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dc.contributor.advisorPitsula, James
dc.contributor.authorSteele, Tracy Leigh
dc.date.accessioned2012-11-23T21:28:49Z
dc.date.available2012-11-23T21:28:49Z
dc.date.issued2012-06
dc.identifier.urihttp://hdl.handle.net/10294/3644
dc.descriptionA Thesis Submitted to the Faculty of Graduate Studies and Research In Partial Fulfillment of the Requirements for the Degree of Master of Arts in History, University of Regina. vii, 164 p.en_US
dc.description.abstractThis thesis examines how the problem of infant and maternal mortality was addressed in early twentieth century Saskatchewan. During the settlement process, the government had given little thought to the needs of women and childbirth, in particular, access to medical care to ensure for safe childbirth. As a result, the infant and maternal mortality rates were alarmingly high in Saskatchewan during this period. Women‟s organizations, the medical profession and the provincial government all tried to address the maternity needs of prairie women to varying degrees and with limited results. Several historical developments occurring at the same time affected the type of response taken. These included the professionalization of both medicine and nursing, the medicalization of childbirth, and medical dominance in the field of public health. This thesis argues that the educational approach taken by the Saskatchewan government was not adequate or practical to deal with the maternity needs of homestead women. Farm women and members of women‟s organizations knew that the only practical solution to the lack of health care services in rural areas was a system of trained midwives. However, the provincial government never considered this option as way of mitigating the high infant and maternal mortality rates in rural areas. The primary research on which this thesis is based includes personal letters, emails and telephone interviews from people who responded to a letter I submitted to several small town newspapers requesting information on childbirth experiences during the settlement period. The McNaughton Papers housed at the Saskatchewan Archives Board also provided a wealth of information on Violet McNaughton and her campaign for more midwives, doctors, nurses and hospitals in the rural areas of the province. Finally, annual reports from the Saskatchewan Bureau of Public Health and articles from the Canadian Medical Association Journal provided much insight into the medical community‟s views on certain issues of the day.en_US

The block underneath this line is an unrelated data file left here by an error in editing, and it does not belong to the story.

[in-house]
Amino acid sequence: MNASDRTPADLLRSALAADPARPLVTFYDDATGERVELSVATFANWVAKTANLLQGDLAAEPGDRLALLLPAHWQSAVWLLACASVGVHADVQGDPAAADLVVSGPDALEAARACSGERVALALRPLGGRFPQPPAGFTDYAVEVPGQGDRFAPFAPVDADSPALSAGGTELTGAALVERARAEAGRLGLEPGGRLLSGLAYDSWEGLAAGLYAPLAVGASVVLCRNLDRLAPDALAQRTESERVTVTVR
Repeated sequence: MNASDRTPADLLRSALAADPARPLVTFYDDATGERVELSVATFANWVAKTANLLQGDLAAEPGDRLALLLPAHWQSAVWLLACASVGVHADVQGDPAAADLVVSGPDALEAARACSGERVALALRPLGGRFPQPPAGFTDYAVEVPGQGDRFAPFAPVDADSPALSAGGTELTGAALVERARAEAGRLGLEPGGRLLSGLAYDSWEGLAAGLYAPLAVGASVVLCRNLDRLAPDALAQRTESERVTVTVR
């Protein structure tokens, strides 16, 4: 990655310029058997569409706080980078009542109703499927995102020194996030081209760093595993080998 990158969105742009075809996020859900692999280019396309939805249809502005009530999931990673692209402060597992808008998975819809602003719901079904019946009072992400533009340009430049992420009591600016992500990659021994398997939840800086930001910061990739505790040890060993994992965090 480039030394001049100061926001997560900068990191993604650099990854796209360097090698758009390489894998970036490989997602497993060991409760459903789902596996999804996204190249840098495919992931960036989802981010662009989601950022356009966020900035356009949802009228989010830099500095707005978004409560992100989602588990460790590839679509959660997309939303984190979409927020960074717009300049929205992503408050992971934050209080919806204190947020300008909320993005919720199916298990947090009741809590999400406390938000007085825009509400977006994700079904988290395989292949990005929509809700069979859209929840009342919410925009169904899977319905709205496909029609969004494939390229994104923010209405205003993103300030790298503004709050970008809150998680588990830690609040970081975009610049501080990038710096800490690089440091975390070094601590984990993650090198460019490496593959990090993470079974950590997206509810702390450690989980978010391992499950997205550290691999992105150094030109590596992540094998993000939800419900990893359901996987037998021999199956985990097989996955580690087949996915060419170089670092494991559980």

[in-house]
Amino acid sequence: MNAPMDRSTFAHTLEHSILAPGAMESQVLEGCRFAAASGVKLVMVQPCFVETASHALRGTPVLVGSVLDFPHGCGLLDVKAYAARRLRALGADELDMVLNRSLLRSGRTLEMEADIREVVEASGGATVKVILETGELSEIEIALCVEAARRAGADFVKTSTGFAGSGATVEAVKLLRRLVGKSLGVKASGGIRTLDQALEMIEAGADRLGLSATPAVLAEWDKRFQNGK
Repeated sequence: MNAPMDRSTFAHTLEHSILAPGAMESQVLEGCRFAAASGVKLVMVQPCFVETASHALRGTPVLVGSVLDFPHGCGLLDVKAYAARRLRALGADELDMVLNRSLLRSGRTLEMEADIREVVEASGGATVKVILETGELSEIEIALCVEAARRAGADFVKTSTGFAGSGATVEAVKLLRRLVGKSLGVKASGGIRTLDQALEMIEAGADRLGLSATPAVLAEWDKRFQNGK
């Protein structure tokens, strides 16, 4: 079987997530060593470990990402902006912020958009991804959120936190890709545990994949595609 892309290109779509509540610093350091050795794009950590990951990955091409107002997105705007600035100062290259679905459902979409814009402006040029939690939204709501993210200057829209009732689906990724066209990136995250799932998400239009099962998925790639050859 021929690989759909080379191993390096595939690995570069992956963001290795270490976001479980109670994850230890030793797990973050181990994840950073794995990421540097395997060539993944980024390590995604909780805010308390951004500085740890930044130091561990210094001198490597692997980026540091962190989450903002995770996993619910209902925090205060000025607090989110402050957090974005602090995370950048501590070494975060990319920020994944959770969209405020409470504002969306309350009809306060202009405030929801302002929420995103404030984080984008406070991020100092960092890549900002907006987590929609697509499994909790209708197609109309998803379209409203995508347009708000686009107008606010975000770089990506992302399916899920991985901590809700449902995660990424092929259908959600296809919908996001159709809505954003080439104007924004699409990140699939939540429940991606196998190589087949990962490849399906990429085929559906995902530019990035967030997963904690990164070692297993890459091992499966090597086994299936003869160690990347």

dc.language.isoenen_US
dc.publisherFaculty of Graduate Studies and Research, University of Reginaen_US
dc.subject.lcshInfants--Mortality--Saskatchewan--History
dc.subject.lcshInfants--Mortality--Saskatchewan--Prevention
dc.subject.lcshMothers--Mortality--Saskatchewan--History
dc.subject.lcshMothers--Mortality--Saskatchewan--Prevention
dc.titleEfforts to Reduce Infant and Maternal Mortality in Saskatchewan During the Settlement Perioden_US
dc.typeThesisen
dc.description.authorstatusStudenten
dc.description.peerreviewyesen
thesis.degree.nameMaster of Arts (MA)en_US
thesis.degree.levelMaster'sen
thesis.degree.disciplineHistoryen_US
thesis.degree.grantorUniversity of Reginaen
thesis.degree.departmentDepartment of Historyen_US
dc.contributor.committeememberCharrier, Philip
dc.contributor.committeememberBrennan, J. William
dc.contributor.committeememberBlake, Raymond
dc.contributor.externalexaminerDaschuk, James
dc.identifier.tcnumberTC-SRU-3644
dc.identifier.thesisurlhttp://ourspace.uregina.ca/bitstream/handle/10294/3644/Steele_Tracy_Leigh_188803687_MA_HIST_Fall2012.pdf


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